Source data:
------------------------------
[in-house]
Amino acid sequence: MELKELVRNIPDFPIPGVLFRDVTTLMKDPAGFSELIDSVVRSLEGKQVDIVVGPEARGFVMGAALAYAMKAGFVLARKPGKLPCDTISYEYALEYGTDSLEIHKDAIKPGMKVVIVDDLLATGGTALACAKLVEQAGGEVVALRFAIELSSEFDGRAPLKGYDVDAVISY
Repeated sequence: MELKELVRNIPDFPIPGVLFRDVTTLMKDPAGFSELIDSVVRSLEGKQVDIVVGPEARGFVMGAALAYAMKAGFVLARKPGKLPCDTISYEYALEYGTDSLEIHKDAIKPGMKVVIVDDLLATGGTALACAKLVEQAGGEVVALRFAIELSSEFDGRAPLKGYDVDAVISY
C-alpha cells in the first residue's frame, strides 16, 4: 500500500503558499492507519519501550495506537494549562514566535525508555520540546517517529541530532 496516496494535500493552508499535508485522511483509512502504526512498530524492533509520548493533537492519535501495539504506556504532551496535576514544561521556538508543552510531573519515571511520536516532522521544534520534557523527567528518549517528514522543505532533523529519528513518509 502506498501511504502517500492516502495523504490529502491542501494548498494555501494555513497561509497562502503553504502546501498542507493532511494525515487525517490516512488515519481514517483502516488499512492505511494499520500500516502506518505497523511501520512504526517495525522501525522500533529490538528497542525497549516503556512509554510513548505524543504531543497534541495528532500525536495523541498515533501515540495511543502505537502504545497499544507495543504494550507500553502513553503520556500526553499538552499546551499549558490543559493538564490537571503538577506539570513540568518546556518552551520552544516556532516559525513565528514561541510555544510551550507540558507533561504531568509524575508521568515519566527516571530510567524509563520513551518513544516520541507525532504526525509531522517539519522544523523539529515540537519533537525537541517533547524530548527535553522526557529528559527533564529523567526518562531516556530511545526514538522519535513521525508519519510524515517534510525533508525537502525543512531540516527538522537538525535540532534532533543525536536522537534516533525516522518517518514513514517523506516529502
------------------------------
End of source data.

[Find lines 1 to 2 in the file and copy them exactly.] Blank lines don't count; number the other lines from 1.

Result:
[in-house]
Amino acid sequence: MELKELVRNIPDFPIPGVLFRDVTTLMKDPAGFSELIDSVVRSLEGKQVDIVVGPEARGFVMGAALAYAMKAGFVLARKPGKLPCDTISYEYALEYGTDSLEIHKDAIKPGMKVVIVDDLLATGGTALACAKLVEQAGGEVVALRFAIELSSEFDGRAPLKGYDVDAVISY